If you ever bumped into Peter Rabbit, he would be sure to tell you that carrots are absolutely delicious, worth risking your life for in Mr. McGregor's garden. He would probably go on to tell you they are really healthy and he would ask you if you have ever seen a rabbit wearing glasses. Well, perhaps if you were four years old, and you had a very vivid imagination...
The truth is carrots may be good for you and quite tasty at that, but they are also pretty boring and not a vegetable you normally serve your guests, well aside from a few exceptions.
These on the other hand are sweet, they are sour, they are crunchy and they have some heat. They take 10 minutes to prepare and 10 minutes to pickle. They last in the fridge for up to a few days, probably even more, but I can't vouch for it because they have never lasted that long in our home.
So far we have had these carrots in a lentil salad, the chickpea salad above, in mixed green salads, with cheese and cured meats and even alongside roast chicken. You can use the leftover pickling liquid in a salad dressing with olive oil and perhaps a drizzle of sesame oil or you can just spoon it into your mouth like my 8-year old did last week. 



Once again, I have to thank Lorraine for this brilliant tip and so should you ;o)
2 large carrots, peeled into ribbons or grated
1 or 2 tsp grated ginger
4 tbsp rice wine vinegar
3 or 4 tbsp quick-dissolving sugar (like icing sugar)
1 tbsp water
1 tsp salt
1 tsp soy sauce
Mix together together the vinegar, sugar (I used a little under the 4 tablespoons indicated in the recipe) and salt until they dissolve completely. Add the water and soy sauce.
Peel the carrots into thin ribbons or grate them. Grate the ginger and mix into the carrots and then fit them into a jar about the size of a jam jar. Pour over the pickling liquid, making sure it completely covers the carrots. Close and pickle for about 10 minutes, turning the jar upside down halfway through. Use immediately or store in fridge for a few days.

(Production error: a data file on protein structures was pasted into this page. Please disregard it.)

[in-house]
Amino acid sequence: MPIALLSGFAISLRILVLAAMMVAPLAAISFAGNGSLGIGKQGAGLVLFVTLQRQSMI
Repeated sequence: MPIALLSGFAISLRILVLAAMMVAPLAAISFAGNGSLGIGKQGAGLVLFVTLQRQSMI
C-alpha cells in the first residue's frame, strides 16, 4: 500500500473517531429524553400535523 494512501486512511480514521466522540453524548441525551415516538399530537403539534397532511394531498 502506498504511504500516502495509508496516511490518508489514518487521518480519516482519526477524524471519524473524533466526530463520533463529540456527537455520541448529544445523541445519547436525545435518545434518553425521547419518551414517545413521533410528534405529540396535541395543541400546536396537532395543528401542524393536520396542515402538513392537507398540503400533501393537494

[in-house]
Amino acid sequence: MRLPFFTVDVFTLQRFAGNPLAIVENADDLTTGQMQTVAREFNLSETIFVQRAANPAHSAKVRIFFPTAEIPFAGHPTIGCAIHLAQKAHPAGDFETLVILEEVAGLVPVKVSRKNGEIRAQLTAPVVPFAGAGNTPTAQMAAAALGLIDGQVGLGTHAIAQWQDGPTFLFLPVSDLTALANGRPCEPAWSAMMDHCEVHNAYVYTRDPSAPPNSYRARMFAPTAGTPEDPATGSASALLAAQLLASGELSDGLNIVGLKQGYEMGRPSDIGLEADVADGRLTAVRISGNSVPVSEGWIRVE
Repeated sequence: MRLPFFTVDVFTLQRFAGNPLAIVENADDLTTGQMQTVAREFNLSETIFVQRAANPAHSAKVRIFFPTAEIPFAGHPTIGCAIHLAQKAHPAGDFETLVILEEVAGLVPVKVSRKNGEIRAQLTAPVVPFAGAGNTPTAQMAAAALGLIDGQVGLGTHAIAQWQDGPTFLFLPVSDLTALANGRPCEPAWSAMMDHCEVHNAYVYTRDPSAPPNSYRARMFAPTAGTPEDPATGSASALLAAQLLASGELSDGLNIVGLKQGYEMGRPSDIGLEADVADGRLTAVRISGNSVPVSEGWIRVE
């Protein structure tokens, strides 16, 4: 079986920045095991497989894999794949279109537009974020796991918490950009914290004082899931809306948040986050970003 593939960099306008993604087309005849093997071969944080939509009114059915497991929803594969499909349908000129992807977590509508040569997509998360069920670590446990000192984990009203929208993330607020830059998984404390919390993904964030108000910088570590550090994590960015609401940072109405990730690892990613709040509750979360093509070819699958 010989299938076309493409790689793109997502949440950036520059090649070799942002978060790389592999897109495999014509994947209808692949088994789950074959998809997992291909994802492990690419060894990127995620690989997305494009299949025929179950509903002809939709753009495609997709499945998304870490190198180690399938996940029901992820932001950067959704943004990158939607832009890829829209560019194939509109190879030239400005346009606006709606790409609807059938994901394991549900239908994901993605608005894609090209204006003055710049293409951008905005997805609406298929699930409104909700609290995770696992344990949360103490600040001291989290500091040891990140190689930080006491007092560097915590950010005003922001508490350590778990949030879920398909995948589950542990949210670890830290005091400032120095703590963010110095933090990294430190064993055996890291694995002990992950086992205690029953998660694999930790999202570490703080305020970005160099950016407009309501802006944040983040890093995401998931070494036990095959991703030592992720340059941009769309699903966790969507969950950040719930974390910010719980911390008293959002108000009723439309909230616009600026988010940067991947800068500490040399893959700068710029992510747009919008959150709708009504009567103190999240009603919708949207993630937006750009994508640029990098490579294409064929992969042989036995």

Chickpea salad with feta, apples and pickled carrots
3 cups chickpeas
2 cups arugula
150gr feta cheese
handful fresh coriander, chopped
1/2 apple, sliced
pickled carrots, about half the amount above
I cooked the chickpeas, but you can just as easily use the canned variety. Rinse them well, chop up the arugula and coriander leaves, crumble in some feta cheese and add in the pickled carrots and the thinly sliced, bite-sized pieces of apple. Drizzle over some olive oil and lemon juice, mix and adjust for salt.



Tuesday, January 21, 2014

Granola two ways: everything and maple pecan


Despite my non-resolutions, I will admit to having started a healthier, lighter eating regime this month, eschewing carbs and processed sugar as much as possible.
This new routine involves eating oats in as many forms possible in the morning rather than the five or ten two or three wholewheat cookies I normally hastily dunk into my caffe latte every morning at my office desk. It also involves thinking and preparing ahead but turns out to be less of a bother than I thought it would be. I just have to remember to boil and soak some steel cut oats in water about once a week or alternatively mix and bake my own granola, of which I have already made several batches.
I am aware that making your own granola is not the discovery of the century and that many of you are already doing it, but for those of you who don't, it is so easy and so much healthier than buying those (often) sugar, salt and fat-laden industrial ones, of which there is very little choice here to begin with. So I am indeed very excited, just as excited as I was about last week's lentils ... what can I say, I guess I am an enthusiastic kinda gal, although I promise to spare you Dr. Seuss this time round.
I have made a variety of combinations with very different ingredients and two different methods, both of which worked very well for me, and I cannot help patting myself on the shoulder everytime I take a bite: not only do I get to clean out my pantry and freezer (I cannot begin to tell you the amount of dried fruit and nuts I have stashed away), but I can choose from an endless combination of ingredients, I have control of what I am feeding my family, how sweet I want my breakfast cereal to be and also how much fat, sugar or salt I want or rather don't want to use. Not to mention I get to decide whether I want big clusters, small clusters or none at all.